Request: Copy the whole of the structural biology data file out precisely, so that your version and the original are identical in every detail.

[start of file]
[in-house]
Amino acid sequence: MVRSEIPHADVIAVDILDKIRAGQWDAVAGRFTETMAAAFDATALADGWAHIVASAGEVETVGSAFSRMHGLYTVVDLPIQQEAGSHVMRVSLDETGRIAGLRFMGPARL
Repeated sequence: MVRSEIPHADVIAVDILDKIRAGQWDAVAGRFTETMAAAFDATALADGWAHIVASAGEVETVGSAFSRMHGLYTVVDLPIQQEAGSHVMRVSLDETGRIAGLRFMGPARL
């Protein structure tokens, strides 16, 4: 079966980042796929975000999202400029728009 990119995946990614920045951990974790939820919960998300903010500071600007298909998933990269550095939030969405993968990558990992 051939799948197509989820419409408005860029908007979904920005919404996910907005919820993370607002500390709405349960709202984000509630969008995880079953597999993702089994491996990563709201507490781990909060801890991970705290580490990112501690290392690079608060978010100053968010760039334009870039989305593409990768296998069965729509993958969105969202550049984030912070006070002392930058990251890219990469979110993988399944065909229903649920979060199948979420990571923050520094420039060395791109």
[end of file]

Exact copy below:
[in-house]
Amino acid sequence: MVRSEIPHADVIAVDILDKIRAGQWDAVAGRFTETMAAAFDATALADGWAHIVASAGEVETVGSAFSRMHGLYTVVDLPIQQEAGSHVMRVSLDETGRIAGLRFMGPARL
Repeated sequence: MVRSEIPHADVIAVDILDKIRAGQWDAVAGRFTETMAAAFDATALADGWAHIVASAGEVETVGSAFSRMHGLYTVVDLPIQQEAGSHVMRVSLDETGRIAGLRFMGPARL
């Protein structure tokens, strides 16, 4: 079966980042796929975000999202400029728009 990119995946990614920045951990974790939820919960998300903010500071600007298909998933990269550095939030969405993968990558990992 051939799948197509989820419409408005860029908007979904920005919404996910907005919820993370607002500390709405349960709202984000509630969008995880079953597999993702089994491996990563709201507490781990909060801890991970705290580490990112501690290392690079608060978010100053968010760039334009870039989305593409990768296998069965729509993958969105969202550049984030912070006070002392930058990251890219990469979110993988399944065909229903649920979060199948979420990571923050520094420039060395791109």